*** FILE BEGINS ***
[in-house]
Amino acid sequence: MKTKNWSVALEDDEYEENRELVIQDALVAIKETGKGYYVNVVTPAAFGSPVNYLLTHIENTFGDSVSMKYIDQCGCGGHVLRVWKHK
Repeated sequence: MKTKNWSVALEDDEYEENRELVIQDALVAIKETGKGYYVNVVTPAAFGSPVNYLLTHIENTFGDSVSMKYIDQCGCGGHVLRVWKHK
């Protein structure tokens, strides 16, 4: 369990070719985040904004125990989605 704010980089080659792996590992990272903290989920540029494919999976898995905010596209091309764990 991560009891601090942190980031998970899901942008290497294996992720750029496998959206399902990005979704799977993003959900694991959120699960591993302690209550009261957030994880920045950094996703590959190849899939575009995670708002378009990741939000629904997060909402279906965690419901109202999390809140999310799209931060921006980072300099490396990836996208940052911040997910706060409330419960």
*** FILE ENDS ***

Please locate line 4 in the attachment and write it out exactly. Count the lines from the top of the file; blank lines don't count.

């Protein structure tokens, strides 16, 4: 369990070719985040904004125990989605 704010980089080659792996590992990272903290989920540029494919999976898995905010596209091309764990 991560009891601090942190980031998970899901942008290497294996992720750029496998959206399902990005979704799977993003959900694991959120699960591993302690209550009261957030994880920045950094996703590959190849899939575009995670708002378009990741939000629904997060909402279906965690419901109202999390809140999310799209931060921006980072300099490396990836996208940052911040997910706060409330419960």